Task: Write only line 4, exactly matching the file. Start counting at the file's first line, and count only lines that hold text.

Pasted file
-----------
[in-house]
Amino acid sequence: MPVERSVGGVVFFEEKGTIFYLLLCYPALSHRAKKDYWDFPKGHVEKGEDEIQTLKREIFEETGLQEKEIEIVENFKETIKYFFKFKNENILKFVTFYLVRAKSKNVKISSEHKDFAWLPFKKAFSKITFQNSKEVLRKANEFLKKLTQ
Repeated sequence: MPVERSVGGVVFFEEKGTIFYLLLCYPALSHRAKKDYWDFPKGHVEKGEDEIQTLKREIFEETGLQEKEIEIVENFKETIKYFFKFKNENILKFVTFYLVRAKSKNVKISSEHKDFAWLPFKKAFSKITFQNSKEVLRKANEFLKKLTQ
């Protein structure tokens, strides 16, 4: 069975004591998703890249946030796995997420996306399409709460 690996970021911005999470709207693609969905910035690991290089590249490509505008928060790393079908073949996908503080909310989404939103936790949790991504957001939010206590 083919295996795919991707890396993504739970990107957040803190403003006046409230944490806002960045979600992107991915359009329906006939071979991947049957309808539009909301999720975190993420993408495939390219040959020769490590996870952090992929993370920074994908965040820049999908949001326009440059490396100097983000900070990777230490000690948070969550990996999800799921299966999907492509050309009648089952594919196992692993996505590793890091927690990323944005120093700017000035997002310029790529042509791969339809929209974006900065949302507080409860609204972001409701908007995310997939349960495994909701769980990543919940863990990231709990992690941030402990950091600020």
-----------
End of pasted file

């Protein structure tokens, strides 16, 4: 069975004591998703890249946030796995997420996306399409709460 690996970021911005999470709207693609969905910035690991290089590249490509505008928060790393079908073949996908503080909310989404939103936790949790991504957001939010206590 083919295996795919991707890396993504739970990107957040803190403003006046409230944490806002960045979600992107991915359009329906006939071979991947049957309808539009909301999720975190993420993408495939390219040959020769490590996870952090992929993370920074994908965040820049999908949001326009440059490396100097983000900070990777230490000690948070969550990996999800799921299966999907492509050309009648089952594919196992692993996505590793890091927690990323944005120093700017000035997002310029790529042509791969339809929209974006900065949302507080409860609204972001409701908007995310997939349960495994909701769980990543919940863990990231709990992690941030402990950091600020």